It's a true testament to the game that 15 years after release, the original Tactics Ogre: Let Us Cling Together is still rated as one of the best titles in its genre. In fact it was such a triumph it's featured in Famitsu's Top 20 Games list for 14 years running.
The premise is simple – you are a humble boy on a quest to bring freedom to the nation of Valeria. To achieve this, you control a group of up to 12 warriors and wage battles on 3D isometric playing fields.
Once you've individually manoeuvred your fighters into place you can attack, defend, cast spells or healing buffs... Whatever your soldier is trained to do. It's these intelligent turn-based battles, combined with razor-sharp AI and an emotive plotline, which have helped the game to stand the test of time.
It's easy to forget that Tactics Ogre actually precedes Square Enix's other strategic super title, Final Fantasy Tactics, especially since it was never released outside of Japan. So it's a pleasure to see Square Enix prepare a new PSP version for a worldwide release.
But rather than simply redevelop this nostalgic gem, Square has gone one step further and reunited the entire original dev team – a process that's taken four years to complete. They've even bagged director Yasumi Matsuno, who was last seen working on Platinum Games' MadWorld.
"We originally thought about re-developing Tactics Ogre after Final Fantasy Tactics: War of the Lions was out on PSP," says new director Hiroshi Minagawa. "It took quite a lot of time because everyone was spread out in different companies. I talked to everyone and finally we came together."
According to Minagawa, choosing the right approach to take when it came to updating the game was not an easy task. "In the beginning we focused on what original fans are going to think about," he says.
"But in the middle of the project we started re-thinking things, because if you think about the original themes too much you can't think about what will attract new fans. So we decided to change it and make something everyone will enjoy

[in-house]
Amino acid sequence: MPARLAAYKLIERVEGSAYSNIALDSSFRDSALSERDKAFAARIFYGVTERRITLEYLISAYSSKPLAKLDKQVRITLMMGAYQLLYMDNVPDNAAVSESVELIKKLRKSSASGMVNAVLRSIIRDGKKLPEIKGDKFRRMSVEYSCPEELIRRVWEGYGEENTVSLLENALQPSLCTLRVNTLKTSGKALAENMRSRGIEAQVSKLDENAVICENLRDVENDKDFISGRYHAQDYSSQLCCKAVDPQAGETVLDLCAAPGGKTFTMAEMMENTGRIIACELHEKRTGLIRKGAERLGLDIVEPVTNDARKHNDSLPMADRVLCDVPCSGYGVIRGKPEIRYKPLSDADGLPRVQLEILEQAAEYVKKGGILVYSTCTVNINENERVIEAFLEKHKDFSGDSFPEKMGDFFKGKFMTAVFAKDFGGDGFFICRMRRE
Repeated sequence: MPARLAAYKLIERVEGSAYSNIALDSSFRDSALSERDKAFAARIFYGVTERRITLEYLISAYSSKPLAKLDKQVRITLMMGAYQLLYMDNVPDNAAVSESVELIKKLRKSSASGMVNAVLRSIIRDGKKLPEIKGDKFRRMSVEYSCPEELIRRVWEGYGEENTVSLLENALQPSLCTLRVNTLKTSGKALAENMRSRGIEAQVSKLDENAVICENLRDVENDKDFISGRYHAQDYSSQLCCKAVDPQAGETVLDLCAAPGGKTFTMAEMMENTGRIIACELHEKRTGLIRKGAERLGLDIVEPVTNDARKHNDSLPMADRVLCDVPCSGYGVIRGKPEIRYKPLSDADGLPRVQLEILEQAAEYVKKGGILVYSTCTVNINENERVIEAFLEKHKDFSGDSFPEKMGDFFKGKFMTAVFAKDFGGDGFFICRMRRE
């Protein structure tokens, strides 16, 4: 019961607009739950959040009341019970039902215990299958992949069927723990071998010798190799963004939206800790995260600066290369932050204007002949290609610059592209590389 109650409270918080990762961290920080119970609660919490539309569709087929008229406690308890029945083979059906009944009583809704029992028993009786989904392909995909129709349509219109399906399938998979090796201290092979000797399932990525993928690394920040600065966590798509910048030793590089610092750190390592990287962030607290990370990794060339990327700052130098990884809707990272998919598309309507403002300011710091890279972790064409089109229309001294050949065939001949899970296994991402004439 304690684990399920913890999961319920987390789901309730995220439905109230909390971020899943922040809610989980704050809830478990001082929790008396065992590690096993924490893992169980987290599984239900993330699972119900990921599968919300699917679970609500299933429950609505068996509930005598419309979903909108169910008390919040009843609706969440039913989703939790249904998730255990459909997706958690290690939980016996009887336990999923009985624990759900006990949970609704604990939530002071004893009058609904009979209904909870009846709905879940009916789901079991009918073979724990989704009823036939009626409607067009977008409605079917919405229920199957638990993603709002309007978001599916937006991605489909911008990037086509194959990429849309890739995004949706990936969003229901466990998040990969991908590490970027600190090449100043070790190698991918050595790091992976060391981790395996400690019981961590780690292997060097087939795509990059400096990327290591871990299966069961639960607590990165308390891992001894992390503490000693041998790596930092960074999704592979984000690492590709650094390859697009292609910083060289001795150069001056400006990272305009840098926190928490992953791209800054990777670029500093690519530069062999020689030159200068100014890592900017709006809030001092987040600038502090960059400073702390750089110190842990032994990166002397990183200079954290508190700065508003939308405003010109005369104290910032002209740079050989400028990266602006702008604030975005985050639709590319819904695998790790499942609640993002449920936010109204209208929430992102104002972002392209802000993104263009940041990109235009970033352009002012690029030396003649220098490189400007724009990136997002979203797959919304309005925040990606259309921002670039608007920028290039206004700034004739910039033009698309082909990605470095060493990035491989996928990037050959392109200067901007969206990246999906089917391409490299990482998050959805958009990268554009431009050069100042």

"Towards the end, we added more features that'll attract new players. We added the Chariot System and the camera angle on the map. In the original version, you can't change the angle. But now you can, so you can see everything."
Did the team learn anything from when they worked on Tactics Ogre all those years ago? "The original version is so old. Even we ourselves forgot what we actually did," laughs Minagawa.
"Obviously we researched a lot before we started on the remake, checking with all the communities and fansites. A lot of people were talking about what they wanted and what they hoped for the new game – so we took quite a lot of feedback from that."
Of course there have been plenty more contributions to the tactical RPG since 1995, including formidable titles such as Koei's madcap Disgaea series and SEGA's Valkyria Chronicles. Has Minagawa taken any inspiration from these fresh instalments?
"I've played both series and I really like them," he says. "But for Tactics Ogre... Only my team can create this game and the more I played different games, the more confidence I had in thinking, 'This is what I want, and this is the best thing we can do.' So I haven't really taken much from other games, as I want Ogre to be unique."
Make no mistake – Tactics Ogre has not lost its hardcore edge, judging by the abundance of strategic factors you need to consider before making a single move. Factors such as the terrain indicator, which'll determine both melee and ranged accuracy. For instance, if you're trying to fire an arrow at an enemy's head, the success of it landing depends on where your archer is positioned, if it's raining, which way the wind's blowing....